Many thanks for your patience. It is a rather common occurrence for employment contracts to contain post-termination restrictive covenants. An employer would understandably want to protect their business from a departing employee's knowledge of confidential information, business connections, influence over clients, suppliers, staff, etc. However, a covenant that restricts an employee's post-termination activities will be automatically unenforceable by being in restraint of trade, unless the employer can show that it was there to protect a legitimate business interest and did so in a reasonable way.
The first thing to consider is what legitimate business interests (LBIs) can the employer try and protect? The most common ones are:
· Goodwill (trade connections with customers and suppliers)
· Trade secrets and confidential information
· Stability of the workforce (preventing poaching of employees)
If they are trying to protect an LBI, any relevant restriction must be drafted no wider than is reasonably necessary to protect that interest. Generally, the courts would try and balance the interests of the employer's business and the employee’s right to freedom of movement and to earn a living.
When considering the most common types of restrictive covenant, these include:
1. Non-solicitation covenants – used to prevent an employee from enticing away their ex-employer’s customers. Solicitation generally means “directly or indirectly requesting, persuading or encouraging clients of the former employer to transfer their business ". There has to be a positive act by the employee such as to "tempt, lure or persuade” the client to do business with them. Situations where the client makes contact first are not automatically excluded and can still be caught under non-solicitation restrictions, although it would depend on the individual circumstances. Also it can be acceptable for departing employees to advise clients they are leaving and even leave contact details with them as that would not automatically amount to solicitation. Ideally, the covenant should be restricted to specific customers with whom the employee had contact during a specified period before leaving. Other relevant factors may include the employee's level of seniority in the business and the extent of their role in securing new business.
2. Non-dealing covenants - wider restrictions, which not only restrict solicitation of clients but any dealings with them, such as provision of services. The enforceability of such covenant will depend on the interest being protected and can be influenced by a substantial personal connection the employee enjoys with a specific client. However, such a covenant will not be enforceable if it prevents any sort of contact with the client. The restriction must be focused on the specific type of contact that would directly affect the employer's business.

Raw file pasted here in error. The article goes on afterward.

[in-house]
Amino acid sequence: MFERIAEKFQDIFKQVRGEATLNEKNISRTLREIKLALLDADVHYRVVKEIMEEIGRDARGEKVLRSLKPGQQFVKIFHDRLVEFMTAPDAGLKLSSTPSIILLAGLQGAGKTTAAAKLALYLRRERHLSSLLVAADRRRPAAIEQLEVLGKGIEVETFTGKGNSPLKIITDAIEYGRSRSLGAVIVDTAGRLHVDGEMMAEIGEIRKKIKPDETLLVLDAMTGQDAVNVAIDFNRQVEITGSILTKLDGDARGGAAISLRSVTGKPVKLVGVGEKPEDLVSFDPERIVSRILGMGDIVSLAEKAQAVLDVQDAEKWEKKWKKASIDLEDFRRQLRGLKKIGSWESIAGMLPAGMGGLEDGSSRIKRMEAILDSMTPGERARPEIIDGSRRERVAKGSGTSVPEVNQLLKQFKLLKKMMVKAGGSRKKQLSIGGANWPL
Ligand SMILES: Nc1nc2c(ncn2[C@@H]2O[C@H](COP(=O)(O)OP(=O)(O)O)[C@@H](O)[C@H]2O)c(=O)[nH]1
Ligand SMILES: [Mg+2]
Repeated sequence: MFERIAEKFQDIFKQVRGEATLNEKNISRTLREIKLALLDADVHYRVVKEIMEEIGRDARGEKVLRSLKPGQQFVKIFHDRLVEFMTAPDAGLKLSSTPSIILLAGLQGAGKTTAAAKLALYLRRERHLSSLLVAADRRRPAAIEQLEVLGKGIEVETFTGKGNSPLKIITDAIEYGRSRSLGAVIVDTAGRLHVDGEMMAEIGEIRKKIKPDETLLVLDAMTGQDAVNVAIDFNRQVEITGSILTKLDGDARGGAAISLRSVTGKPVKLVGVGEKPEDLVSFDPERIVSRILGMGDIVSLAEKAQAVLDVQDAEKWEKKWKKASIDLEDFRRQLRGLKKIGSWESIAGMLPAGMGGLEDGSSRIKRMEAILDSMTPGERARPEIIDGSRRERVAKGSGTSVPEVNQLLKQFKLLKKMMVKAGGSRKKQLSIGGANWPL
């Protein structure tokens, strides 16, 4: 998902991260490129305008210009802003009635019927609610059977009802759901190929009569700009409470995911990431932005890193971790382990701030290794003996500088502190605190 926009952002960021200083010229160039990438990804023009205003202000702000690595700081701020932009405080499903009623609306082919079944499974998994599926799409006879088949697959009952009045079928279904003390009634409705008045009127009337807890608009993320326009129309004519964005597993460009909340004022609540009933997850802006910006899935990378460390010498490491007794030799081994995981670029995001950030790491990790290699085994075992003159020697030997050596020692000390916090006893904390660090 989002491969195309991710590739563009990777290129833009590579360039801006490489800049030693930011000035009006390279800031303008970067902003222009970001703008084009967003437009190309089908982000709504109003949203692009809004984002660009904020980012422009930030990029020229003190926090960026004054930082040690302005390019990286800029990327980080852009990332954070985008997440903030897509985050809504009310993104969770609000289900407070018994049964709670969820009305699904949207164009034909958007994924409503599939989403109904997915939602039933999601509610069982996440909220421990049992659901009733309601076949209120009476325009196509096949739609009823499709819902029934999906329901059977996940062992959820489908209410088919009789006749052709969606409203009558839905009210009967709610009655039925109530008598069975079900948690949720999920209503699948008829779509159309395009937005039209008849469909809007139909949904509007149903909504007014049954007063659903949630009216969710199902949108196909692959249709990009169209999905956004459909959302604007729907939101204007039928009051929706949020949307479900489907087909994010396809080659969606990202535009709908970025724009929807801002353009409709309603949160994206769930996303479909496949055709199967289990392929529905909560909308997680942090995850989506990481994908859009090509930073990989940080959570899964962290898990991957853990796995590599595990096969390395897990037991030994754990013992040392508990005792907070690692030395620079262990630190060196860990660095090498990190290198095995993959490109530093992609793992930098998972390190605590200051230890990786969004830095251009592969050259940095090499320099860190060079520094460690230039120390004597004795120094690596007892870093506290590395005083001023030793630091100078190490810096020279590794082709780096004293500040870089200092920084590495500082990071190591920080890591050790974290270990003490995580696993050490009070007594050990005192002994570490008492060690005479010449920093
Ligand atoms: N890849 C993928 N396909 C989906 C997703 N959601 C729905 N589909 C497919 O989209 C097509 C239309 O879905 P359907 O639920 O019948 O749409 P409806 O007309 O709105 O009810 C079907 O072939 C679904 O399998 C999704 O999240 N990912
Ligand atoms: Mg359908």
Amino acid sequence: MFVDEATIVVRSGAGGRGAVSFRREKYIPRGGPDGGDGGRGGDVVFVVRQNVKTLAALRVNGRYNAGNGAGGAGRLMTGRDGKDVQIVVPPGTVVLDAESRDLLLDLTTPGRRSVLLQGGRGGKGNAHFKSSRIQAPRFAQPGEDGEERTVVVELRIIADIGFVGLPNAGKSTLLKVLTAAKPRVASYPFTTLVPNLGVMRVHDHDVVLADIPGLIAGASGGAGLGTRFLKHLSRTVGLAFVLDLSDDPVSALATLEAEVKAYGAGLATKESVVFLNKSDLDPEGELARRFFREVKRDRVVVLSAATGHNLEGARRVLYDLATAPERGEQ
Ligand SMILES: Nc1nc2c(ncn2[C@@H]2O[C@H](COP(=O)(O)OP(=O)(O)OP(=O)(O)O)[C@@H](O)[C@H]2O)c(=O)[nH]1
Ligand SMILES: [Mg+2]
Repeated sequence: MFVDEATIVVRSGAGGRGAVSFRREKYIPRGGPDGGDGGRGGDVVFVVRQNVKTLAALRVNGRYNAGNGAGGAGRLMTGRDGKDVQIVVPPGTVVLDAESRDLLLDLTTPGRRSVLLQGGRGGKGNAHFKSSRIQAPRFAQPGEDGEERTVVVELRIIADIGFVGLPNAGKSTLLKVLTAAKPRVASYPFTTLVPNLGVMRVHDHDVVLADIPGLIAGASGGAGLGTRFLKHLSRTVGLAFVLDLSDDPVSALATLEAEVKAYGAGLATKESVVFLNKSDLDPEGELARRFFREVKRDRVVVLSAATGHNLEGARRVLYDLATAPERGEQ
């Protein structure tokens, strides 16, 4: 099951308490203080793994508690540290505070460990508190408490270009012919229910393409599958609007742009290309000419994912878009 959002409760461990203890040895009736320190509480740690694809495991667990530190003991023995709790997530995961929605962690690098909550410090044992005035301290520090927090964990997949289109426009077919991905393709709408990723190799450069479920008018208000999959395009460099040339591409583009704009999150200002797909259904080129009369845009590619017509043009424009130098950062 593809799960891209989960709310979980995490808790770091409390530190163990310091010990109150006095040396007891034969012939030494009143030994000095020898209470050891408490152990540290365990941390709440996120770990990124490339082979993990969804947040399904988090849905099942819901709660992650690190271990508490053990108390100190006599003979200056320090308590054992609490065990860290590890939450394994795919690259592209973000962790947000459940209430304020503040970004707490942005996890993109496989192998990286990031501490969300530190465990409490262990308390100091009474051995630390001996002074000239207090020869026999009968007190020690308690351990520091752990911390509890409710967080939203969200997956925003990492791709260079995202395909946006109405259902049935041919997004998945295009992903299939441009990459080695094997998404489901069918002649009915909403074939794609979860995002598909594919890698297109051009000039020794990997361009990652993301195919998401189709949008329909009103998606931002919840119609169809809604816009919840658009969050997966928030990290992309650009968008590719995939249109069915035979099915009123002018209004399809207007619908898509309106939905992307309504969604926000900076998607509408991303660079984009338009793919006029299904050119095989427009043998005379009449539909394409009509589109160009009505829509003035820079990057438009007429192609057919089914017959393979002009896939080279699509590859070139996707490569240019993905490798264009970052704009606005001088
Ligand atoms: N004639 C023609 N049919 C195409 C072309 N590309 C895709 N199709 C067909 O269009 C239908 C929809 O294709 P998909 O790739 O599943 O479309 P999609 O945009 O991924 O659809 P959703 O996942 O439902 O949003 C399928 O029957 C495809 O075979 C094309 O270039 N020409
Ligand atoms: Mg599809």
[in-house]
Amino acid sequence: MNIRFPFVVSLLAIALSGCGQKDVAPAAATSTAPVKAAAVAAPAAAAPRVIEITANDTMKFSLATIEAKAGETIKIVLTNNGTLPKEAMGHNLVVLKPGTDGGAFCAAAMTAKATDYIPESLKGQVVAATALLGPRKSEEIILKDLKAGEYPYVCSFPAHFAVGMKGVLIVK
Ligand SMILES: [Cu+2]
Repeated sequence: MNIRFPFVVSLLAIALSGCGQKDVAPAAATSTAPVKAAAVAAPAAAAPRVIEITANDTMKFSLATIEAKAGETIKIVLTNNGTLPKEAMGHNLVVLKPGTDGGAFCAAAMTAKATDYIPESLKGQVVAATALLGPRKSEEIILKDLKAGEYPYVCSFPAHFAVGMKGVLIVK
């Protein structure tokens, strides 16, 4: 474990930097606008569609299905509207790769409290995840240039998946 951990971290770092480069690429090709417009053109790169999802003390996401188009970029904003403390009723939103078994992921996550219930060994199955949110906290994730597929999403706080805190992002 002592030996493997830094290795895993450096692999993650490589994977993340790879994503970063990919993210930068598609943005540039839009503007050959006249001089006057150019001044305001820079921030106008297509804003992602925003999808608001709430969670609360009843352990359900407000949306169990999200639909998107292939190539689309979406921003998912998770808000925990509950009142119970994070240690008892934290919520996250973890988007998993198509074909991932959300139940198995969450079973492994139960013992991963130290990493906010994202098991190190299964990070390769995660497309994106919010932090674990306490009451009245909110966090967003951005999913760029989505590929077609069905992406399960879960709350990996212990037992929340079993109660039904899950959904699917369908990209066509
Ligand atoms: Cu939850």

3. Non-competition covenants - prevent an employee from working with a competing business or setting up to work in competition with their ex-employer. A covenant simply wishing to prevent competition will not be enforceable. However, a non-competition covenant trying to protect an LBI can be. Such covenants will generally only be reasonable if in the process of working in competition, the employee uses trade secrets or sensitive confidential information belonging to their ex-employer, or their influence over clients is so great that such a restriction is necessary. If these covenants include a geographical area, their enforceability will also depend on the area they are trying to cover, such as density and population and what is considered reasonable in the circumstances.
Whilst restrictive covenants are often used as a scare tactic by employers, if an employee has allegedly acted in breach of a covenant and the employer wants to take the matter further they can do so. The following legal remedies are available to employers:
· Injunction – this order of the court would seek to stop the employee from doing certain things that would make them in breach of the restrictive covenant, such as not to contact certain clients, not to use certain confidential information or not to work for a specific competitor
· Damages - compensation for loses which have directly resulted from the breach of the covenants, although it would only be possible if such losses are identifiable
In summary, there are various factors which deal with the reasonableness and enforceability of restrictive covenants. Whether a specific restriction is enforceable will always depend on the individual circumstances, the interest being protected and whether it has been reasonably drafted. In the end, only a court can decide if a covenant is legally enforceable so unless the employer goes to court and succeeds, they will only be able to rely on the employee’s own compliance with the restrictions. That is when the affected employee has to decide whether to do so or risk the employer taking this further.
Does this answer your query?